by Mike Masnick
Thu, Feb 7th 2008 2:27pm
It's been fairly amazing to watch the entertainment industry act as if every other industry is responsible for protecting its obsolete business model. Amazingly, it's been successful in convincing AT&T that this makes sense, despite the fact that doing so will almost certainly do more harm to AT&T. However, to its credit, Cary Sherman of the RIAA has said he doesn't think that ISPs should be forced by law to provide these filters. Instead, however, it looks like he's trying to convince other industries to step up and help the entertainment industry as well. His latest, as pointed out by Broadband Reports, is that one possibility would be for anti-spyware/anti-malware applications to also watch for the transfer of unauthorized copyright material. Sherman suggests that this would be one way to get around the question of people simply encrypting traffic to avoid ISP filters. What's not entirely clear, however, is why security firms would ever want to do such a thing, as it would almost certainly annoy their customers to no end.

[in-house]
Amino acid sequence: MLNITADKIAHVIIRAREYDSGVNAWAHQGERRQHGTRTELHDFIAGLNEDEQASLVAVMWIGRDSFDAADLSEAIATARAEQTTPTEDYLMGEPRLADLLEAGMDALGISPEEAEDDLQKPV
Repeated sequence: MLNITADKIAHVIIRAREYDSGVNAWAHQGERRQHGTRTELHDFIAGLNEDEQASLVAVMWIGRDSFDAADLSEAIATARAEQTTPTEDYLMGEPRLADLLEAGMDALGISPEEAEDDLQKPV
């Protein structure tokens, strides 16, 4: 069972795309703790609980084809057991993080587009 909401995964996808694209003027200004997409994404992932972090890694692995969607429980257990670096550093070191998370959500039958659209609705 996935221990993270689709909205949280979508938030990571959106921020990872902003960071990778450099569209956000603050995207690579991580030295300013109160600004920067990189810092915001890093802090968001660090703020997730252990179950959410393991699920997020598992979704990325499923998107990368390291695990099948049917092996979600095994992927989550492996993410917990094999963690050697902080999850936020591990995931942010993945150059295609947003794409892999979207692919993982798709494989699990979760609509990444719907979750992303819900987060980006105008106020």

If you liked this post, you may also be interested in...
- Homeland Security Admits It Seized A Hip Hop Blog For Five Years Despite No Evidence Of Infringement; RIAA Celebrates
- Court Says RIAA Can Just Tell Cloudflare Any Site Is A Grooveshark Clone... And Cloudflare Has 48 Hours To Dump Them
- Facebook Declares BBC Article About French Political Polls 'Unsafe'
- Eric Schmidt Suggests Building A 'Spell Checker' For Online Harassment And Other Bad Things Online
- So How Much Of The $90 Million Pandora Is Paying RIAA Labels To Settle Lawsuit Will Go To Artists?